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31 minutes ago, hamrag said:

 

Seriously....read their statement again, pay particular attention to the vast majority of the bullet points under the heading 

Policies currently in place include:

 

Neither of us can possibly know how NCL would have reacted if HK had not closed their port, but the policies currently in place are certainly proactive....in order to protect passenger safety, security and well being. They are consulting with local health authorities as well as the WHO and US CDC....let's trust them to do so, rather than trying to be 'health experts', and if anything changes the current position may alter!    

Actually, we can see how NCL is reacting after the HK port is closed...by continuing to try to capitalize off of this public health emergency.  I just checked NCL.com and as of the time of this post, they are still marketing the 2/17 Jade cruise as departing from Hong Kong which is clearly false and acting in bad faith.  Why have they not changed their website?  Is it to lure in unsuspecting customers who see HK advertised and then get blindsided with a changed and significantly-diminished  itinerary?  There is a clear pattern of greedy, uncaring, and potentially unethical albeit legal - per the verbiage in their slick contracts - behavior by this company and their executives.  And as for unresponsive...I submitted a help desk inquiry through their pre-cruise online submission portal.  The automated response I received said they aim to respond within 48 hours and it has been significantly longer than 48 hours.  How is that for anything but unscrupulous, uncaring, and unresponsive?

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29 minutes ago, blcruising said:

I also don't like the idea of not refunding money of someone who is concerned they could get sick by sailing to an area with elevated cases of Coronavirus, and then stating that if they exhibit signs of sickness onboard, they are subject to being debarked from the ship.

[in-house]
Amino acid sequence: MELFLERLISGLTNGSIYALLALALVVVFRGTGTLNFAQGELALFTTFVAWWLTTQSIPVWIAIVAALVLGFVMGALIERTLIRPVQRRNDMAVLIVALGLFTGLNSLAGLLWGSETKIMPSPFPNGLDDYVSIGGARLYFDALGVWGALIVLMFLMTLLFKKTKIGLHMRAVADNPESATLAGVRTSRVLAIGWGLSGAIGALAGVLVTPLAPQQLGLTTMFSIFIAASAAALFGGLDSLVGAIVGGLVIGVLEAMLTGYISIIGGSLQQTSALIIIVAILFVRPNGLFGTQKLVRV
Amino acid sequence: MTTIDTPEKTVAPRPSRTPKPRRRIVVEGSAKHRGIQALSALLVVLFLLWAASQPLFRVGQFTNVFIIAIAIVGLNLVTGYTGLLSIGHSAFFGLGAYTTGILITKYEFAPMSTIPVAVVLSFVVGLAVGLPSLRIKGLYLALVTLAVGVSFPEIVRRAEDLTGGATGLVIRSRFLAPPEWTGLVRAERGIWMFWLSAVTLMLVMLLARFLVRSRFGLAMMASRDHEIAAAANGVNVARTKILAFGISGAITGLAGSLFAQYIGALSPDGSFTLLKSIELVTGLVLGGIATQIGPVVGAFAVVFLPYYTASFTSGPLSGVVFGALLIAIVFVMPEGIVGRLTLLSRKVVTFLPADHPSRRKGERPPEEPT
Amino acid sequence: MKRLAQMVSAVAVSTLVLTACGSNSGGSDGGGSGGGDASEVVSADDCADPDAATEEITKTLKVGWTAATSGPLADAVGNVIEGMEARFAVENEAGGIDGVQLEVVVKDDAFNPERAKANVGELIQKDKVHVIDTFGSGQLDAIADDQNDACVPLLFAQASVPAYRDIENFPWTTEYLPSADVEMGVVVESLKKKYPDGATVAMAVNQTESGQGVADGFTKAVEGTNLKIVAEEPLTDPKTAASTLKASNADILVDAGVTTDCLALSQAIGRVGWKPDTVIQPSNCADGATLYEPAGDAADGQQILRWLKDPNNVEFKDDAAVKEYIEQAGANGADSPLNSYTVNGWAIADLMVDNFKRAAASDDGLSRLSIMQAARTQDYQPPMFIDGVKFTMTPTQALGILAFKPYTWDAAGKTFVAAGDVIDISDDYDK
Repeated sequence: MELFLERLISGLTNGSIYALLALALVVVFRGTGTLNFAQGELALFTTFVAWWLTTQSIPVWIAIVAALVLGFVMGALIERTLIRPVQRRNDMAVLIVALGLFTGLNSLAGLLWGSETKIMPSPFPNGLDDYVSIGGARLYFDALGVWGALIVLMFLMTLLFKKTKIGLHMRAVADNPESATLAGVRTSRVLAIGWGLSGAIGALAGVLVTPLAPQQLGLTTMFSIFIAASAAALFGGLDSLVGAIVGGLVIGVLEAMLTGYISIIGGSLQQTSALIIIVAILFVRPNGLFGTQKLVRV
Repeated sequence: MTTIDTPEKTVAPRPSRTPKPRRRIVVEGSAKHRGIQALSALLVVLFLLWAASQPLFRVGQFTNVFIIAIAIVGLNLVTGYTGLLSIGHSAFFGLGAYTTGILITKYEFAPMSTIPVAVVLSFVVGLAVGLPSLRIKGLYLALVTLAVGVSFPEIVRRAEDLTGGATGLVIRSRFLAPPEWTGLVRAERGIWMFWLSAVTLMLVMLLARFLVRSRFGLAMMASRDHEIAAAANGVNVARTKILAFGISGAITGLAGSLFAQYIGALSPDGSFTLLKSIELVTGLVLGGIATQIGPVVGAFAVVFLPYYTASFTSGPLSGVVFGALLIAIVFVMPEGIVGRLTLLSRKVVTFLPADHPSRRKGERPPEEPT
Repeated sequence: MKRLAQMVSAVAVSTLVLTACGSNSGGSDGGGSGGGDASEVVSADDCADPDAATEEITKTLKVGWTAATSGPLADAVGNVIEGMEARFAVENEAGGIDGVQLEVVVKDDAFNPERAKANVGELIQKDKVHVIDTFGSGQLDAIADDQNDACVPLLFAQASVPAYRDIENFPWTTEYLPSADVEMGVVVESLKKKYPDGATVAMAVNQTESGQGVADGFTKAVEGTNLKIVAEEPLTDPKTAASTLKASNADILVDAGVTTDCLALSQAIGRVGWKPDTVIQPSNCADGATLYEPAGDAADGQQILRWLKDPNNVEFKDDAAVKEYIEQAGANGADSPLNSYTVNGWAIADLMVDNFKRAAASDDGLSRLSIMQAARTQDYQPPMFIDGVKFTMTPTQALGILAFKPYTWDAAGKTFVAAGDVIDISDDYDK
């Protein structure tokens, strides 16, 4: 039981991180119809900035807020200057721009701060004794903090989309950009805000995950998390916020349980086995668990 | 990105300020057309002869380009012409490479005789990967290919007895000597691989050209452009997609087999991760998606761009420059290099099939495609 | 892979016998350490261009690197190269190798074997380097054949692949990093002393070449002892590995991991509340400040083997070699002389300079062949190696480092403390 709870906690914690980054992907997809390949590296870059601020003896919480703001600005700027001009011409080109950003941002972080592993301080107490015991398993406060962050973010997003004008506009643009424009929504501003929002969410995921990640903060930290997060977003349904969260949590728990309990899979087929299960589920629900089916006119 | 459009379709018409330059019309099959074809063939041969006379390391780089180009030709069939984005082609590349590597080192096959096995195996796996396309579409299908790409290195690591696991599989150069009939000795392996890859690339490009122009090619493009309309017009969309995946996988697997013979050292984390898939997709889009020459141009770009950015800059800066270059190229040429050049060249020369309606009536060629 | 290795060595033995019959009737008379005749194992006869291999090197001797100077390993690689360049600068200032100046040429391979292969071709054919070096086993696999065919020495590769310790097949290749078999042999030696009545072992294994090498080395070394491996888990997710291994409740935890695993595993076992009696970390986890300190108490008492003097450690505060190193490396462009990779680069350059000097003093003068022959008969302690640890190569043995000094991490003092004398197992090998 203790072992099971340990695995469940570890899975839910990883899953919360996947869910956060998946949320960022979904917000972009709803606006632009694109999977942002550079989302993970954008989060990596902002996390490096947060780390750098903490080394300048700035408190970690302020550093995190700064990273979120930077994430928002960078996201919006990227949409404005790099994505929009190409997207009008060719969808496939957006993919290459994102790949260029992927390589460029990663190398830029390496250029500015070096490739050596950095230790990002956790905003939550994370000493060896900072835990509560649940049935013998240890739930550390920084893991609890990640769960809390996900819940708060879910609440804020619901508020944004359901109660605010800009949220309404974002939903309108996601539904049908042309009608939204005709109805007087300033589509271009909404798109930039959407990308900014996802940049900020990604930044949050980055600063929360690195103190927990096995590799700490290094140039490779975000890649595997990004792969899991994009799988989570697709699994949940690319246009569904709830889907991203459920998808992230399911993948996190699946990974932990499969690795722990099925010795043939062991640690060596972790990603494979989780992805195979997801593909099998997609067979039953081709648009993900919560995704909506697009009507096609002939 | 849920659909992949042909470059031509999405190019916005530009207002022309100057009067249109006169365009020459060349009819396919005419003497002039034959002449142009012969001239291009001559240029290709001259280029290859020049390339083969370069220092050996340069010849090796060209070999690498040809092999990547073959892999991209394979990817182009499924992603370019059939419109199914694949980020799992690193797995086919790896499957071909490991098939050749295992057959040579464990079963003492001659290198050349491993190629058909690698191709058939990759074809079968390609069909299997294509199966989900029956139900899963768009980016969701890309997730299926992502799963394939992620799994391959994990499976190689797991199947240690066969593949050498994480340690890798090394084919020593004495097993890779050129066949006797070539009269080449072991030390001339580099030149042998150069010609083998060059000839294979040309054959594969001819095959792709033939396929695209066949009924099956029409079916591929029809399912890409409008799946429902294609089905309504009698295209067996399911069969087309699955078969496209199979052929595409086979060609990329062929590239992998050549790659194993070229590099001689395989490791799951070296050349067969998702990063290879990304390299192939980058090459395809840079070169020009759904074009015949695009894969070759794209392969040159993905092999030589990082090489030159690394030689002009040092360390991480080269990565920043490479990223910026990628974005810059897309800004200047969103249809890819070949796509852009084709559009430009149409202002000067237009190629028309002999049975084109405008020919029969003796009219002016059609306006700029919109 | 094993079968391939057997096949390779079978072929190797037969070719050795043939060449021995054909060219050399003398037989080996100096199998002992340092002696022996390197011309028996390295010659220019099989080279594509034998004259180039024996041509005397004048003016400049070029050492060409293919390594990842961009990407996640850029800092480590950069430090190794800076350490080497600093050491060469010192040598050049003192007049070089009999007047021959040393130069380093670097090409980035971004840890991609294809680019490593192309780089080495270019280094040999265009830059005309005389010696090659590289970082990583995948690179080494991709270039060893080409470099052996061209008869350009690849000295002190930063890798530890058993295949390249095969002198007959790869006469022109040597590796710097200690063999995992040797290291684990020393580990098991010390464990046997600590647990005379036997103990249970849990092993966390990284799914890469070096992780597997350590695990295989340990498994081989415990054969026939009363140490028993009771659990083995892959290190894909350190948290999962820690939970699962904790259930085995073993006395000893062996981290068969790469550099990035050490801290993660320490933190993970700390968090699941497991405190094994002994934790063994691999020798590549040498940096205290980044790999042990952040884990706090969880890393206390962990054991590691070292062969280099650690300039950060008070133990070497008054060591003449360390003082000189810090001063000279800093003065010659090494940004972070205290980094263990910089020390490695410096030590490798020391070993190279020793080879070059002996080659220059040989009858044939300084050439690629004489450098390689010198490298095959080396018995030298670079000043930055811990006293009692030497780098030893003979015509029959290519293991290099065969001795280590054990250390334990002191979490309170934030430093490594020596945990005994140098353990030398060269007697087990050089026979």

But how is that any different from any other sailing or any other day??

 

I have a Panama Canal cruise scheduled for April. I am concerned that I might get sick while on the cruise. Whether it be coronavirus, the flu, or something else...doesn't matter, I don't want to get sick. I also realize that if I do get sick, I could be quarantined or even debarked. Does the fact that I am concerned somehow give me a free pass around Norwegian's cancellation policies? 

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15 minutes ago, SeaShark said:

 

But how is that any different from any other sailing or any other day??

 

I have a Panama Canal cruise scheduled for April. I am concerned that I might get sick while on the cruise. Whether it be coronavirus, the flu, or something else...doesn't matter, I don't want to get sick. I also realize that if I do get sick, I could be quarantined or even debarked. Does the fact that I am concerned somehow give me a free pass around Norwegian's cancellation policies? 

Seashark, we talked about this yesterday.

 

The difference here is that there is a known elevated risk in the area in and around where Norwegian Jade is sailing. There are increased concerns about sailing to Singapore, Hong Kong, Thailand, etc because there have been known cases from these areas due to their geographic location to China. Your stated concern about contracting Coronavirus in Panama may be unwarranted. I haven't seen any indication that the virus has presented itself in Panama.

 

Just like flying, there is an elevated risk of flying planes to Hong Kong, China, etc, which is why most operators have cancelled travel to that area or where they havent, they've abandoned the normal cancellation policies providing latitude to their customers.